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Thread: Studio Build Documentation

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    Studio Build Documentation

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    My new studio build has finally begun, with the initial excavation for the footings/slab beginning today.
    I'm going to update with more pictures as the build progresses through the different main stages of construction.

    Day 1










    Last edited by miroslav; 10-28-2019 at 10:44.

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    Huzzah, baby !!!

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    Keep the pics coming! Good luck.

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    Digging pretty much done.
    Next will be the forms for the footings...either later today or in the morning.

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    Can I ask a UK vs US question?
    How tough are your permissions and licences for this kind of thing?

    We now have a thing called permissible development that essential means if you want to extend your home or add outbuildings, then there's a bit of simple maths and some height limits, but if it meets the rules, you can just build. If you go over the limits, the you need to apply formally and the price gets pretty high for the necessary planning with no guarantee of success. How does it work where you live?

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    Quote Originally Posted by rob aylestone View Post
    Can I ask a UK vs US question?
    How tough are your permissions and licences for this kind of thing?

    We now have a thing called permissible development that essential means if you want to extend your home or add outbuildings, then there's a bit of simple maths and some height limits, but if it meets the rules, you can just build. If you go over the limits, the you need to apply formally and the price gets pretty high for the necessary planning with no guarantee of success. How does it work where you live?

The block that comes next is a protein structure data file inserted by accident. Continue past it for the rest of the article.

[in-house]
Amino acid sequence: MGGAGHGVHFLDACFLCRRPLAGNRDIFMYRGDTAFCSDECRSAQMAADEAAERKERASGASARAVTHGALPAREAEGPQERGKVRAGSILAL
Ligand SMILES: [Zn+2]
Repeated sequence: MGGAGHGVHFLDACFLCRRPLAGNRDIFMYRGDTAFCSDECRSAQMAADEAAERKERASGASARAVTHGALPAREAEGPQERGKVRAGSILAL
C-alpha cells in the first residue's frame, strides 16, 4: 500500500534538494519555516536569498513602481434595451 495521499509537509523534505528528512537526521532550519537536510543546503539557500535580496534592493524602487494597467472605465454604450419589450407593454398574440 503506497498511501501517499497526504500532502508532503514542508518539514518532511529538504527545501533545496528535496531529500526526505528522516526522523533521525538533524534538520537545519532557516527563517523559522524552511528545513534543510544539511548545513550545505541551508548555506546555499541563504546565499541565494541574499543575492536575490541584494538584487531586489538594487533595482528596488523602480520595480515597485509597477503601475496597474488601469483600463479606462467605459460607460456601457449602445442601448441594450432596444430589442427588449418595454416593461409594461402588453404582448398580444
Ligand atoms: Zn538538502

Pretty much the building of any kind of formal structure requires a permit. I think there's a size limit to sheds where you don't need one, but bigger ones you do.
    Anything that will have power going to it, even a small shed needs a permit.
    The permits for minor builds are pretty straightforward...you give them your basic plan, they look at it, and give you the permit...done.
    Anything that has to meet certain building codes will require inspections during various stages of the build process.

    In my case, I needed a permit, but I also needed to get an area variance, because I was beyond the minimum side set-backs to my neighbor's property, even though the neighbor was OK with it. So I had to apply for a permit, have it denied...then apply for the variance, have it approved...then reapply for the permit w/approved variance.

    After they do the footings...the inspector has to come by and approve. Then they will put up the outer foundation wall, and again inspection follows...then finally the slab, and again inspection (I believe). After that there is the framing, and inspection...then the electric and inspection...and then the insulation and inspection...and then I think there is a final inspection before the Certificate of Occupancy is given.

    So yeah, a lot of steps...but once I got past the variance, the rest is now pretty much straightforward, considering that I also had an architect do certified drawings and engineering specs, and my contractor is fully licensed...so the inspector coming by will be formality at most, and they all know each other, so probably little chance that there will be something not up top code, etc...but if anything comes up, the contractor will remedy as needed.
    Bottom line...they need the individual inspections approved in order to move forward with the build...so everyone is eager to do what is needed to get the job done, and move on.

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    That's useful info - our system is often described as complex and a pain, but is actually more relaxed. We have the visiting inspections like you - footings then the building, but that tends to be for conventional buildings. people here are just getting into garden offices, or studios or sun rooms/sheds in a bigger way and the only rules for those permission wise are to do with location, appearance and impact on neighbours. If that goes through, you are left alone.